7. Dear @wvuvt1, Welcome to the forum! The Yamaha really is only 100 watts per channel, RMS . It is safest to go by the RMS rating. According to Yamaha, Minimum RMS Output Power (8 ohms, 20 Hz-20 kHz) = 100 W + 100 W (0.019% THD). I don't see whether that is with both channels driven -- maybe it is specified somewhere else. It is preferable for the power spec to be with both channels driven, so the power supply is properly stressed during the test. Nearly all amplifiers will produce instantaneous peaks at a higher level (e.g. 1 to 3 dB higher) but only for a moment. The Emotiva, according to Emotiva, has Power output: 300 watts/channel RMS into 8 Ohms; two channels driven. I don't see whether that is the figure from 20 Hz - 20Khz. It should be, but I'd guess that it is, since manufacturers tend to fudge their specs less with separates, like power amps. Beware, though, if you find the power rating is at 1K only, as is occasionally done by some. You have a BIG room. You don't say how high the ceiling is, but, if it is 8 feet, you have a 4,800 cu. ft. room, 1.13 times as big as mine, so I'll take that into account. Dolby and THX, for a concert hall or theater, require the ability to produce instantaneous peaks of 105 dB above 80 Hz, and 115 dB below 80 Hz. Because of early room reflections in rooms our size, which make the sound seem louder than it really is, Dolby/THX says we can get along with peaks that are 5 dB less, so 100 dB, and 110 dB below 80 Hz. I assume you are not using a subwoofer. On Fanfare for the Common Man, The Great Gate of Kiev, the finale of most Beethoven or Mahler symphonies, I can measure 100 to 105 db, C wt., "fast" rather easily, a few times even more. Sometimes people don't hear very brief clipping, which, I assume might still blow a tweeter. The Klipsch RP 8000 F has a sensitivity ("efficiency") of 98 dB at 2.83v (1 watt into 8 ohms) at 1 meter, not at listening position! A Klipsch engineer (not Roy) told me that would be the sensitivity in the "typical" living room (rooms provide room gain and boundary gain). To make the sensitivity more like the AES standard, he advised subtracting 4 dB from most Klipsch sensitivity ratings. So, to be conservative, lets use 94 dB as the sensitivity. I happen to have a chart that lists dB produced and watts needed for that Sound Pressure Level at a listening position 13 feet away (instead of the sensitivity spec at 1 Meter), and I adjusted it for your room size. For medium level music, not peaks, you would need less than 1 watt. Let's say the Emotiva will produce peaks 3 dB over the RMS rating. To get 110 dB peaks, you might need peak power of 250 watts, or 125 watts RMS. The Emotiva is looking good right now. Read reviews of both amps. Ask @Shakeydeal what he means by "little finesse." Compared to what? The Yamaha? Listen to any amps you are considering, if you can. [my bolding, italics and underline] You may know this, but speakers don't produce electrical wattage (unless they are "powered" like a subwoofer, i.e., contain their own amplifier). The RP8000F is a good, but unpowered, speaker; most speakers are unpowered. Unscrupulous dealers -- often big box stores --may say a given speaker is a "150 watt speaker," or a "600 watt speaker," etc., but there is no such thing. Some sales people may be mistrained to (unknowingly?) speak this way to make people think a speaker is powerful. A speaker is a transducer that changes electricity into sound. The output of a speaker can be specified in acoustical watts but almost never is; just know these are not electrical watts, and these are not what dealerships, manufacturers, or big box stores mean. The Sound Pressure Level in decibels is talked about in two ways by manufacturers: Sensitivity ("efficiency")-- see above, and Power Handling (your speakers have a power handling of 150 watts/ 600 watts peak. Once Paul Klipsch was asked what manufacturers meant by "Power Handling." He said, "Probably not a lot."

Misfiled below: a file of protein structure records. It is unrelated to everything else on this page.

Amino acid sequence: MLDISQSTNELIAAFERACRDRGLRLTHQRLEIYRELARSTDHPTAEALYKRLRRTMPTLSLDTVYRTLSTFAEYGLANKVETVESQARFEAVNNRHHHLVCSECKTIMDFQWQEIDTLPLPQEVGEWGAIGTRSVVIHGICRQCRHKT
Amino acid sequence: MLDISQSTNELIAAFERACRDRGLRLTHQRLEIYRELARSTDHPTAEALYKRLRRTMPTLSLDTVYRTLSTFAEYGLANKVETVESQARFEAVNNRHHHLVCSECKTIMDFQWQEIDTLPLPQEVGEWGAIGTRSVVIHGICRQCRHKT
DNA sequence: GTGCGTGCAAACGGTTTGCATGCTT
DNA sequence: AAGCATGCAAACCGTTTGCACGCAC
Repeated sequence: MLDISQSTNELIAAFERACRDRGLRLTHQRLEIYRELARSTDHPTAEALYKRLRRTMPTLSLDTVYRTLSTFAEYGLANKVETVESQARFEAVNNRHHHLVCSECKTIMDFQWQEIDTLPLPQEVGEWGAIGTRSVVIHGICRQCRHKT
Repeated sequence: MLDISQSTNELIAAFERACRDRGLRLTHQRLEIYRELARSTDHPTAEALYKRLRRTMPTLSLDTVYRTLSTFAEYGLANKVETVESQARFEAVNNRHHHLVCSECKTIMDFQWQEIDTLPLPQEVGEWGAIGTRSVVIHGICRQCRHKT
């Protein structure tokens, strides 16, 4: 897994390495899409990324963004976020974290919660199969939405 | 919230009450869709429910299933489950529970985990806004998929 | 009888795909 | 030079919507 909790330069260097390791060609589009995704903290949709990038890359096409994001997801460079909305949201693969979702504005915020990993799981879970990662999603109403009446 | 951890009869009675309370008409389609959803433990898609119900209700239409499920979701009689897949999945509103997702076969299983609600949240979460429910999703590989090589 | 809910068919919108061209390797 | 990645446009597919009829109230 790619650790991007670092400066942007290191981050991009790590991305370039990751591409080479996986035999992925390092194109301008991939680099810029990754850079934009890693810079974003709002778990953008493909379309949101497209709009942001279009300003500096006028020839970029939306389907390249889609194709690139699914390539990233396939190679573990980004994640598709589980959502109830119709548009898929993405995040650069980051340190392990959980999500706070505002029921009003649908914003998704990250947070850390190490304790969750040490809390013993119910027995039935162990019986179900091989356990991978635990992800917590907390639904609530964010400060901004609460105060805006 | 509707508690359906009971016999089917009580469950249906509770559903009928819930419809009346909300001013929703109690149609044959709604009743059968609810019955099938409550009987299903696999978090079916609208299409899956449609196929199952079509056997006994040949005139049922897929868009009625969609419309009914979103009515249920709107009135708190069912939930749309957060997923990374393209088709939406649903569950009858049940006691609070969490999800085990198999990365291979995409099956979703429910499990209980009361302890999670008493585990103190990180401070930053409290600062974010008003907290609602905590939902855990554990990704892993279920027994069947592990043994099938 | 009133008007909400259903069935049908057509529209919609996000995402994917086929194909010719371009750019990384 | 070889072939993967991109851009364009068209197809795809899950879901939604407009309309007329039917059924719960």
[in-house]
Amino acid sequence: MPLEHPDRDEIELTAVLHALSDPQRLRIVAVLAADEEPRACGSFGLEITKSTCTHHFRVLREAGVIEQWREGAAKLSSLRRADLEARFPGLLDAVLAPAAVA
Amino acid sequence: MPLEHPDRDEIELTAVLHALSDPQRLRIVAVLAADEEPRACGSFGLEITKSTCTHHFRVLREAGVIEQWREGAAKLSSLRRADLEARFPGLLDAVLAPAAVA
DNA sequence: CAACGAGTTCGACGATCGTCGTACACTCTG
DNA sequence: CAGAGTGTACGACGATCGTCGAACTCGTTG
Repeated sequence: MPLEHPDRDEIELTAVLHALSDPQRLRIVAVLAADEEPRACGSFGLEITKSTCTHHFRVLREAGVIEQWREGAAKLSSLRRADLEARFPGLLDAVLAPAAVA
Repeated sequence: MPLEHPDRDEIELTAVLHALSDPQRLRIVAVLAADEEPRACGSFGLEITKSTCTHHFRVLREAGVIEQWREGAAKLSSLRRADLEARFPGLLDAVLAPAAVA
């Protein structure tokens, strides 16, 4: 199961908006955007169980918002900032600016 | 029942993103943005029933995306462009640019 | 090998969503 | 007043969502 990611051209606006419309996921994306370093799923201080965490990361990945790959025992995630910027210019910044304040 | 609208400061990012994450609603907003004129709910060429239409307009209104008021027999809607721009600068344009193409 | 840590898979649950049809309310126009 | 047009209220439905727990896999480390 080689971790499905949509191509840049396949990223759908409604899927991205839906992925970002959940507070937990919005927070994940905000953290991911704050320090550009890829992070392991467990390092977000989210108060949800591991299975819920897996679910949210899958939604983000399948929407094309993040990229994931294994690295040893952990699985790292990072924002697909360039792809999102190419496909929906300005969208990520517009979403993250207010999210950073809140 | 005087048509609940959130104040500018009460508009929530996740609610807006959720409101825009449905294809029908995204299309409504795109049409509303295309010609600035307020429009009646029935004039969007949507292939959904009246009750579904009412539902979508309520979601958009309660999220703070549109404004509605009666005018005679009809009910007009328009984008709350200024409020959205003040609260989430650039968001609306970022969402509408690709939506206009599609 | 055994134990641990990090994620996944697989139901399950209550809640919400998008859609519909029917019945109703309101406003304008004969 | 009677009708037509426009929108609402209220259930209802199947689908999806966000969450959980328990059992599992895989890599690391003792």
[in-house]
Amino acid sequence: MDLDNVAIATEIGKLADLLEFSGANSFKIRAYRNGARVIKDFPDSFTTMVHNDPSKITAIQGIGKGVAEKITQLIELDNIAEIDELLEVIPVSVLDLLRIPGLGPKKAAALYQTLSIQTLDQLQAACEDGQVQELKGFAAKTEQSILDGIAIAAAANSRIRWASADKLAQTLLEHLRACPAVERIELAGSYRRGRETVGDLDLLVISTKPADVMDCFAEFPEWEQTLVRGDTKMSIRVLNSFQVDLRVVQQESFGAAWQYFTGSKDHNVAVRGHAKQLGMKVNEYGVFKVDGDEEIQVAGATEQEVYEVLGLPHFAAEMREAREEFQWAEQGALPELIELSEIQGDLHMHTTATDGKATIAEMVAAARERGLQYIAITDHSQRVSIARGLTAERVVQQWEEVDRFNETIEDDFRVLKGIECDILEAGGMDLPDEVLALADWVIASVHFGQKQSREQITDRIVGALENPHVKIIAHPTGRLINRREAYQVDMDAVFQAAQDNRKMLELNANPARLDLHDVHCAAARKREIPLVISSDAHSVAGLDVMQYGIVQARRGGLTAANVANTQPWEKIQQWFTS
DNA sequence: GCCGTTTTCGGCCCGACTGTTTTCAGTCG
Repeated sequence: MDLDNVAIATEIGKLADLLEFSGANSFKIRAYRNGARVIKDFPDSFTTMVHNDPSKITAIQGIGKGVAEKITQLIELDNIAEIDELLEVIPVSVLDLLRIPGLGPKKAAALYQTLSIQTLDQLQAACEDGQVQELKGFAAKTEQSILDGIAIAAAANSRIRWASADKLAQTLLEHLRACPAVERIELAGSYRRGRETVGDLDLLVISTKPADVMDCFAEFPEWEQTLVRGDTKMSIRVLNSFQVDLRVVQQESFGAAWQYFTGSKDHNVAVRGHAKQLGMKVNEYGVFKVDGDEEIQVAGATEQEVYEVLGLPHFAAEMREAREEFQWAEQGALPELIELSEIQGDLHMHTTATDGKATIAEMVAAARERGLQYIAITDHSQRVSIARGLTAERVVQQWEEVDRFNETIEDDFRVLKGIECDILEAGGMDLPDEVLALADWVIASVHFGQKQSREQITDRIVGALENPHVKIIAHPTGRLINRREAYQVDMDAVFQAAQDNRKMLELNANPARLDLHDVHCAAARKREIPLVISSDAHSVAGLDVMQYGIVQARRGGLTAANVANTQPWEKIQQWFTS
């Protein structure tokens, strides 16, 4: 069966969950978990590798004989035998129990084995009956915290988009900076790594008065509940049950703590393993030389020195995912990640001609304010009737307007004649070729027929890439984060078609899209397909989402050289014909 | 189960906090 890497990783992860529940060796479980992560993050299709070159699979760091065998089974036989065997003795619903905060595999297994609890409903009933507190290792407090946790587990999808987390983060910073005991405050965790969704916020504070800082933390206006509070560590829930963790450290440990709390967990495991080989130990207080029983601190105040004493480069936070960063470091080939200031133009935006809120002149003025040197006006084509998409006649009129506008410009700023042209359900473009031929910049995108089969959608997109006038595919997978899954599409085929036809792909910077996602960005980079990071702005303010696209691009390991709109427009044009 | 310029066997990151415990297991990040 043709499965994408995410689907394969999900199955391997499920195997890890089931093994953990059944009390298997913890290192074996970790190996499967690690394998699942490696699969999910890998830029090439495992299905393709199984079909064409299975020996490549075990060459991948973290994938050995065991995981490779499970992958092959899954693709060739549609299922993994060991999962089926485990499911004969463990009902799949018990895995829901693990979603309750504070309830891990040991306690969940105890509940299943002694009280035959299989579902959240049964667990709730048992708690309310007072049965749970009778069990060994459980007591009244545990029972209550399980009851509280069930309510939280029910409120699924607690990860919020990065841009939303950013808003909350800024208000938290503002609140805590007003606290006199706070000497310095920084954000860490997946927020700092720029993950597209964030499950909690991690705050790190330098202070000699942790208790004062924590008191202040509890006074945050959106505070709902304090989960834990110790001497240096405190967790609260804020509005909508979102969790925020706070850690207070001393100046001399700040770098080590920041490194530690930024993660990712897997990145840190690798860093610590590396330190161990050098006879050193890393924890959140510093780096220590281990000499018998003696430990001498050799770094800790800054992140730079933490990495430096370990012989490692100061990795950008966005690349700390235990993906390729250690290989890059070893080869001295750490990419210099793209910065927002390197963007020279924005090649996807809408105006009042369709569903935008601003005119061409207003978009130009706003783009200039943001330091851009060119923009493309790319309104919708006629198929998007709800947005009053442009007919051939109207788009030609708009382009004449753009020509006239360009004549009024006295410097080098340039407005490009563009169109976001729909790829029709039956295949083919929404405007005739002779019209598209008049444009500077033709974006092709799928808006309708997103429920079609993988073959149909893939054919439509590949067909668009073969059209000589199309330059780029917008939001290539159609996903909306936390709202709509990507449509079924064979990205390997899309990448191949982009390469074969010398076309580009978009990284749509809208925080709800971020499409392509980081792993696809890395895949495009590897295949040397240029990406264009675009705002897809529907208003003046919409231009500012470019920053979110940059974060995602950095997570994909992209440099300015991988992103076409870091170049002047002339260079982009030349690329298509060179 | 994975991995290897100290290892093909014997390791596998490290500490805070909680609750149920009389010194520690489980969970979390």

8. Even I can't open them now. I'll work on it. Here, try this: Here is what the K77s in my Klipschorn AK4s above 4.5K (Xovers) look like after room treatment and Audyssey Flat. The main divisions are 5 dB. As you can see, the sweep crosses the 0 line at 12.27K, and the top of the curve is about - 4db at 17K Hz. If I want it (on certain recordings), adding 3 dB with a treble control, provides a slightly higher bulge below 12.27K and brings ~~ 15K to almost flat. For the below, I wish I had the original documentation -- maybe someone else does. Here are three K77/T35s. Look only above 4.5KHz, to match use in the Klipschorn AK4 or AK5 and the lower cut-off of the @Dave MacKaygraph. The RED plot is from a Klipschorn "of unknown history," IIRC, the others from separate, detached K77/T35s, all without EQ.